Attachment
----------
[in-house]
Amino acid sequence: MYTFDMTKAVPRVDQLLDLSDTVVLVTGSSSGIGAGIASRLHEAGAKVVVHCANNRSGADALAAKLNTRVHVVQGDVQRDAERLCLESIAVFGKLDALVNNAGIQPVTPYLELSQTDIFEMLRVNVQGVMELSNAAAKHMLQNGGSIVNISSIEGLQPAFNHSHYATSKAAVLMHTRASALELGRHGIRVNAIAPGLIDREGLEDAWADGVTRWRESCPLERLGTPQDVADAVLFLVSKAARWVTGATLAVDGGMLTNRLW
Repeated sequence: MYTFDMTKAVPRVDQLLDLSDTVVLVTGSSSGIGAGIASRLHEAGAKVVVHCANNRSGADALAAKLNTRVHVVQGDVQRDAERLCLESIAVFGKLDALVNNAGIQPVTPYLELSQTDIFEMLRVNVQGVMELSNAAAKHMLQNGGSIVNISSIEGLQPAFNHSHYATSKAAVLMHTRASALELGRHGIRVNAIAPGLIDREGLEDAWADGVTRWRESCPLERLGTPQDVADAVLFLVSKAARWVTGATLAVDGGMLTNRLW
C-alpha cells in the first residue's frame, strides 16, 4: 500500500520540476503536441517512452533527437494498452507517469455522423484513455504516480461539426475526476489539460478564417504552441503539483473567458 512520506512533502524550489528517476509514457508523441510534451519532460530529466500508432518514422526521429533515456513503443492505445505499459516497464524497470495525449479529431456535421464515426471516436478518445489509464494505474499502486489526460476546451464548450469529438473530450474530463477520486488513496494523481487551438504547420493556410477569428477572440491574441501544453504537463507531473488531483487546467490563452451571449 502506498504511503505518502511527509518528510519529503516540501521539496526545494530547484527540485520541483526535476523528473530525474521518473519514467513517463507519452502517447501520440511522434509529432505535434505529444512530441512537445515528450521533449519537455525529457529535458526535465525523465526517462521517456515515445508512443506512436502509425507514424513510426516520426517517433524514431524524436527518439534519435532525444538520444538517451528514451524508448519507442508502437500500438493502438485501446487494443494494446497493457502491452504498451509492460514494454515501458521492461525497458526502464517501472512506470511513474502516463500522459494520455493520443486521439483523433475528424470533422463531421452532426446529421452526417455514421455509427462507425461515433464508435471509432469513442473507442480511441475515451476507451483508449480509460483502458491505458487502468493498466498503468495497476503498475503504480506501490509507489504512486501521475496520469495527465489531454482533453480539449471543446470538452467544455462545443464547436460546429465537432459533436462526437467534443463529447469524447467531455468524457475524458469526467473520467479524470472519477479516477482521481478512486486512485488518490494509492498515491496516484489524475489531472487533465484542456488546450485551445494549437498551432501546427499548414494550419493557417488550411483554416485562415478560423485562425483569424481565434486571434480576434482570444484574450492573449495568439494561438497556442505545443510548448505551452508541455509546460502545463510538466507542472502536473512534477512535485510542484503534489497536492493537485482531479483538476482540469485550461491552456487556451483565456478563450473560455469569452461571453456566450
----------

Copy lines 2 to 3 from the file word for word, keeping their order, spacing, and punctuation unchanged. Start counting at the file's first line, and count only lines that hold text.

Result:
Amino acid sequence: MYTFDMTKAVPRVDQLLDLSDTVVLVTGSSSGIGAGIASRLHEAGAKVVVHCANNRSGADALAAKLNTRVHVVQGDVQRDAERLCLESIAVFGKLDALVNNAGIQPVTPYLELSQTDIFEMLRVNVQGVMELSNAAAKHMLQNGGSIVNISSIEGLQPAFNHSHYATSKAAVLMHTRASALELGRHGIRVNAIAPGLIDREGLEDAWADGVTRWRESCPLERLGTPQDVADAVLFLVSKAARWVTGATLAVDGGMLTNRLW
Repeated sequence: MYTFDMTKAVPRVDQLLDLSDTVVLVTGSSSGIGAGIASRLHEAGAKVVVHCANNRSGADALAAKLNTRVHVVQGDVQRDAERLCLESIAVFGKLDALVNNAGIQPVTPYLELSQTDIFEMLRVNVQGVMELSNAAAKHMLQNGGSIVNISSIEGLQPAFNHSHYATSKAAVLMHTRASALELGRHGIRVNAIAPGLIDREGLEDAWADGVTRWRESCPLERLGTPQDVADAVLFLVSKAARWVTGATLAVDGGMLTNRLW